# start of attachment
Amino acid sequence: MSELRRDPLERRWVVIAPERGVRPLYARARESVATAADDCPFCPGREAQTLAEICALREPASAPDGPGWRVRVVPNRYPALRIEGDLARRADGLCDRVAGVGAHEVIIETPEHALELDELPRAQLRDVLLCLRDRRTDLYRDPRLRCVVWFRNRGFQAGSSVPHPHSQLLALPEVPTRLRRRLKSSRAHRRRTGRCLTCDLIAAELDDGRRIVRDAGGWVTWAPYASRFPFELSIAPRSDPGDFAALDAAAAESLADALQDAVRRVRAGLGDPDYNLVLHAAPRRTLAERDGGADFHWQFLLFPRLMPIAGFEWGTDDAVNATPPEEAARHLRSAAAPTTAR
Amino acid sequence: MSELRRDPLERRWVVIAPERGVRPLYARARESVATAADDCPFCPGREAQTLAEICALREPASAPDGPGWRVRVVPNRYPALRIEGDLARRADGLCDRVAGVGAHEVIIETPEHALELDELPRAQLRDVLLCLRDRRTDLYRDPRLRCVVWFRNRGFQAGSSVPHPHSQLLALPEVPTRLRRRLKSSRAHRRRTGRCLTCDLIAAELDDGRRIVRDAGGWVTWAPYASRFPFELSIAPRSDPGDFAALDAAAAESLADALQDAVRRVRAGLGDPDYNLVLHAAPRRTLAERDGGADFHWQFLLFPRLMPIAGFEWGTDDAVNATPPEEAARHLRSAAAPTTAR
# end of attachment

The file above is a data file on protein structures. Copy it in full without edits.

Amino acid sequence: MSELRRDPLERRWVVIAPERGVRPLYARARESVATAADDCPFCPGREAQTLAEICALREPASAPDGPGWRVRVVPNRYPALRIEGDLARRADGLCDRVAGVGAHEVIIETPEHALELDELPRAQLRDVLLCLRDRRTDLYRDPRLRCVVWFRNRGFQAGSSVPHPHSQLLALPEVPTRLRRRLKSSRAHRRRTGRCLTCDLIAAELDDGRRIVRDAGGWVTWAPYASRFPFELSIAPRSDPGDFAALDAAAAESLADALQDAVRRVRAGLGDPDYNLVLHAAPRRTLAERDGGADFHWQFLLFPRLMPIAGFEWGTDDAVNATPPEEAARHLRSAAAPTTAR
Amino acid sequence: MSELRRDPLERRWVVIAPERGVRPLYARARESVATAADDCPFCPGREAQTLAEICALREPASAPDGPGWRVRVVPNRYPALRIEGDLARRADGLCDRVAGVGAHEVIIETPEHALELDELPRAQLRDVLLCLRDRRTDLYRDPRLRCVVWFRNRGFQAGSSVPHPHSQLLALPEVPTRLRRRLKSSRAHRRRTGRCLTCDLIAAELDDGRRIVRDAGGWVTWAPYASRFPFELSIAPRSDPGDFAALDAAAAESLADALQDAVRRVRAGLGDPDYNLVLHAAPRRTLAERDGGADFHWQFLLFPRLMPIAGFEWGTDDAVNATPPEEAARHLRSAAAPTTAR